First, I want to remind people that may not know, that Defying Gravity by author Cherie Reich is FREE all day today if you have an e-reader. Please click here to find out how to get yourself a copy.
I just recently finished book two of 1Q84 by Haruki Murakami.
I talked about book one in this post here.
In this particular novel a dowager (wealthy woman) hired Aomame to kill the head of a religious cult. His name was Leader. The dowager pointed out to Aomame that this man is guilty of raping pre-pubescent girls. As an empowered woman, Aomame felt that she could kill this man and avoid the justice system altogether which might be pre-disposed (because of the role of men in society) to treat this man kinder than he deserved. The only thing is, when she went to do the deed, she discovered that the Leader was IN FACT the victim in all of this sexual abuse from a cult that followed him. The man was in tremendous pain, was being raped while he was in a catatonic state as a devotion to the gods they believed in (called the Little People) and he wanted to die.
So she performs the most troubling assassination of her life.
As usual, the book is chock full of memorable quotes that make me think Murakami is a profound philosopher and not just a writer.
Additionally, Murakami includes a short story in his novel called the Town of Cats. This in itself is an accomplishment. I've seen other writers like Patrick Dilloway, who incorporate short stories into the greater length of their novel to illustrate a theme.
My post on Patrick Dilloway's book Where You Belong, is located Here.
|The genius Haruki Murakami|
I do put it on the same level as Murakami's writing. Only Murakami does not write literary fiction. But Murakami was up for a Nobel Prize and did sell a million of his books in Japan.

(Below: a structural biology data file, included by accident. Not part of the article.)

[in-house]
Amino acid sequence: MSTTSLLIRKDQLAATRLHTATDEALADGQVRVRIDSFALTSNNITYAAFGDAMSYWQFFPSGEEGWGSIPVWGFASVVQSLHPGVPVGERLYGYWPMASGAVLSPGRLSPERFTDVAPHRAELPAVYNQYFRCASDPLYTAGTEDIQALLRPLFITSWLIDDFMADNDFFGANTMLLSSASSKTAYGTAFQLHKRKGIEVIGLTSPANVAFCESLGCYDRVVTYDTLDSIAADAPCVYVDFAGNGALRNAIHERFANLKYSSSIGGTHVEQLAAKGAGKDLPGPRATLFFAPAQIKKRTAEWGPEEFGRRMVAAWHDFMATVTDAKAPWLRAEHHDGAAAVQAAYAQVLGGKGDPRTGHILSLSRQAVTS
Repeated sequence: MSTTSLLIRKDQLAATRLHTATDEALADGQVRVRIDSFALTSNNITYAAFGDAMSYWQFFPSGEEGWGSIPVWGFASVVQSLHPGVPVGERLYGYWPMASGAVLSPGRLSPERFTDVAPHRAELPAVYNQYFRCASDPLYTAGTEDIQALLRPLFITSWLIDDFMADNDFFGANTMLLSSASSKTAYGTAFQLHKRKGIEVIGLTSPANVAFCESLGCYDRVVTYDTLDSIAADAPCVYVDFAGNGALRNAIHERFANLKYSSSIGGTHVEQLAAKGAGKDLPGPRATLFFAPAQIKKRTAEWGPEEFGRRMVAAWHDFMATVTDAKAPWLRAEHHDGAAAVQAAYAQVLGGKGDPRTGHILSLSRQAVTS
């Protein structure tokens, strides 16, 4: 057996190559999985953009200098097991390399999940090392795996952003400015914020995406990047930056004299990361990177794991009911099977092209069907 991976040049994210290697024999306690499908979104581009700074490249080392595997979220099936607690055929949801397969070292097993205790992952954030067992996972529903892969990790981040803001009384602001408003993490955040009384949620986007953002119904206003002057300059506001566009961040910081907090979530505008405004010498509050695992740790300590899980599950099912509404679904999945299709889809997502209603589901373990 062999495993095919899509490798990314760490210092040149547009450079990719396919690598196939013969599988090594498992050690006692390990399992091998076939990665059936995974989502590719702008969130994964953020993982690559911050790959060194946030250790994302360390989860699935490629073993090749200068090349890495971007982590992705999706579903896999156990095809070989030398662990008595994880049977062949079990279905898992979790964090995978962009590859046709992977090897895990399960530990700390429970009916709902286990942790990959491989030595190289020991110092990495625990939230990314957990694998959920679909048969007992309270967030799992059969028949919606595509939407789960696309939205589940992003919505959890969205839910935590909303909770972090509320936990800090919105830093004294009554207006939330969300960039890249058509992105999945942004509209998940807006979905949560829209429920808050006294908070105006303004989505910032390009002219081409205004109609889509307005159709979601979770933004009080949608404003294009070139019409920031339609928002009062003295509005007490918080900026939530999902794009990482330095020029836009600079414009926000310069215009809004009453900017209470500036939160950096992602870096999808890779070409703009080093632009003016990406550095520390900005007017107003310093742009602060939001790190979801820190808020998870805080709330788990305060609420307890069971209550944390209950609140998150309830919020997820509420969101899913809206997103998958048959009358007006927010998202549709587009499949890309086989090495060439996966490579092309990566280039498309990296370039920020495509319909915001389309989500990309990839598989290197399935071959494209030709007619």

If you would like to read Town of Cats, I will embed the link here to the New Yorker excerpt. To give you some background on it, one of the main characters goes to visit his father in a nursing home. He reads the "Town of Cats". This story is about a man who comes to a city that is deserted. But by night, it is occupied by intelligent speaking cats. Think "dogs playing poker" and you've got the image. But they smell the human amongst them and go searching for him. The man hides from the cats and evades them until daylight when the cats all leave. Later, he finds that he cannot escape because the train no longer stops there to pick any passengers up. So he is stuck in the town of cats.
This story is an allegory of 1Q84 which is a reflection of the real world 1984. However, there are subtle differences. The sky has two moons. The Little People are gods. And Aomame will never meet her true love as long as she remains in 1Q84. But the way out of 1Q84 back to 1984 is no longer an option. That way is closed.
Murakami says through one of his characters, "Once you pass a certain age, life becomes nothing more than a process of continual loss. Things that are important to your life begin to slip out of your grasp, one after another, like a comb losing teeth. Your physical strength, your hopes, your dreams, your ideals, your convictions, all meaning, or, then again, the people you love: one by one, they fade away."Maybe that's the purpose of life. To learn to cope and accept loss and to be thankful for the things that we do not lose. Maybe it is (like Aomame) to accept the fact that we cannot always get what we want and that the way home may be barred. Maybe Murakami is saying that it is just as important to find meaning in a world where we are alone among cats. What do you think?